Page: Well, it sounds like his lawyer, at this point, does not have all the evidence. I mean, he was on CNN saying, “We haven’t seen the discovery materials. I don’t have, you know, the backup for the checks. We haven’t talked to the folks at Empire.” So I think once they see the evidence, they’ll be in a much better position to decide if it’s something they have to resolve or if it’s something that goes to trial. But if, at the end of the day, the point here is to get media attention and media coverage, then we may see this play out all the way through a jury trial.

Victor: Now, considering, you know…you’re saying that this is potentially trying to make a point here, a statement, an example through Smollett, would you expect then federal charges, considering he’s accused of having mailed that letter, that death threat, to himself?

Page: I don’t think so. I do believe the FBI was involved in investigating what may have been the false report of a crime. But at the end of the day, you rarely see two different jurisdictions, federal and state, prosecuting the same offense. So, it’s likely the federal government, the U.S. Attorney’s office, may have looked at the case, but then decided to pass on it, let the state folks handle it.

Victor: What’s the impact here of, you know, people wake up and see these 16 charges? It’s been a few days, unrelated case, but the conversation before this was about Paul Manafort getting fewer than four years for the crimes for which he was convicted. Does this make him, potentially, a sympathetic character, considering he absolutely was not up to this point?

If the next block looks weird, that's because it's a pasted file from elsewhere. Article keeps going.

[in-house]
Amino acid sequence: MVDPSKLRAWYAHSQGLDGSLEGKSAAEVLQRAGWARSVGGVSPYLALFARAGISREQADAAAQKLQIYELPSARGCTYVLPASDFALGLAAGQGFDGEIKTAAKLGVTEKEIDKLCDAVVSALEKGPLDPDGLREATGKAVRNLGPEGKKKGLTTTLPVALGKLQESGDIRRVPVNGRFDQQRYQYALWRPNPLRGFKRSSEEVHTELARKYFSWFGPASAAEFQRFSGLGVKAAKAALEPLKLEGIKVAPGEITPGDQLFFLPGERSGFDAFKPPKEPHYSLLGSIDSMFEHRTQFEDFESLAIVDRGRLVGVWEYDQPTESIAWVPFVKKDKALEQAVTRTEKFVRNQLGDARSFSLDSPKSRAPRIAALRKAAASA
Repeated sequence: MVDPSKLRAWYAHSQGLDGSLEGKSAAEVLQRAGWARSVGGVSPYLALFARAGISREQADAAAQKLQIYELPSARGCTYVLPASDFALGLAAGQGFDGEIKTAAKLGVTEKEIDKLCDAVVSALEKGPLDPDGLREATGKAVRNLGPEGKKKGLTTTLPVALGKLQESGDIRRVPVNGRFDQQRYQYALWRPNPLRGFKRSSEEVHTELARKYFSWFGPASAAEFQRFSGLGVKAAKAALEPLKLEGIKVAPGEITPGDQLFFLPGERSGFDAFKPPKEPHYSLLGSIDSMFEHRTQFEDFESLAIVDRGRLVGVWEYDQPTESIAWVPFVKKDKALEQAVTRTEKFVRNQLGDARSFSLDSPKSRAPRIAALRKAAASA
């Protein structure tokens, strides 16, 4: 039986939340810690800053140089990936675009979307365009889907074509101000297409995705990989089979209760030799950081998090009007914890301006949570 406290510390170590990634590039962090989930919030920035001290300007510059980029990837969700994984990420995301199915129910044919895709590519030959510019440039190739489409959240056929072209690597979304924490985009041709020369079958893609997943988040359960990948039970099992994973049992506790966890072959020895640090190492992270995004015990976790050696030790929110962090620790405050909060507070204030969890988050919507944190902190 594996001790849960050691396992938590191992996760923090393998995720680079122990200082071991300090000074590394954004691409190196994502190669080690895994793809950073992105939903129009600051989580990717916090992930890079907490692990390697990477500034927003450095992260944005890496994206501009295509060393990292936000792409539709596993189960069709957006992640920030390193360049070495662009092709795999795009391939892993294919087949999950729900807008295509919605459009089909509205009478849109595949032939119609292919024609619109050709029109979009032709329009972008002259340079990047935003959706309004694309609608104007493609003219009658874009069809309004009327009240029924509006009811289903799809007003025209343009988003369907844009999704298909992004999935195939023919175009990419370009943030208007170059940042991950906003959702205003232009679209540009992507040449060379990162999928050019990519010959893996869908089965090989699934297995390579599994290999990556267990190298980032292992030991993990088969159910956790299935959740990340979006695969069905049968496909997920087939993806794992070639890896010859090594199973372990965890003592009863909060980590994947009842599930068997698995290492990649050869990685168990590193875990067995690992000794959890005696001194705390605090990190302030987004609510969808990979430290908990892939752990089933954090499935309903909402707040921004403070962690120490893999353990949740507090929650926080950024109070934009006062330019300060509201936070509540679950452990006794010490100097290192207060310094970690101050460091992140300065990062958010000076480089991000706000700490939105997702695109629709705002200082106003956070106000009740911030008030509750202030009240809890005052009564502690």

Page: Well, that’s a good point and there’s always that possibility. But, I mean, think about what he did if, in fact, he committed this crime. I mean, he diverted resources, scarce resources that could have been used to investigate serious violent crimes that go on in Chicago all the time. And I think law enforcement and the prosecutor here, they feel they need to send a message.

“Look, you’re gonna come to us. You’re gonna rely on our investigative work, our time, our money, our effort, you better be reporting something real.” And so, I think there is a need here to send that message, because with today’s media and social media, the way things can ramp up so quickly, people can get in trouble for something they never did.

Victor: All right. We’ll see what happens next. Page Pate, thanks so much.

Page: Thank you, Victor.

Victor: All right. Chris.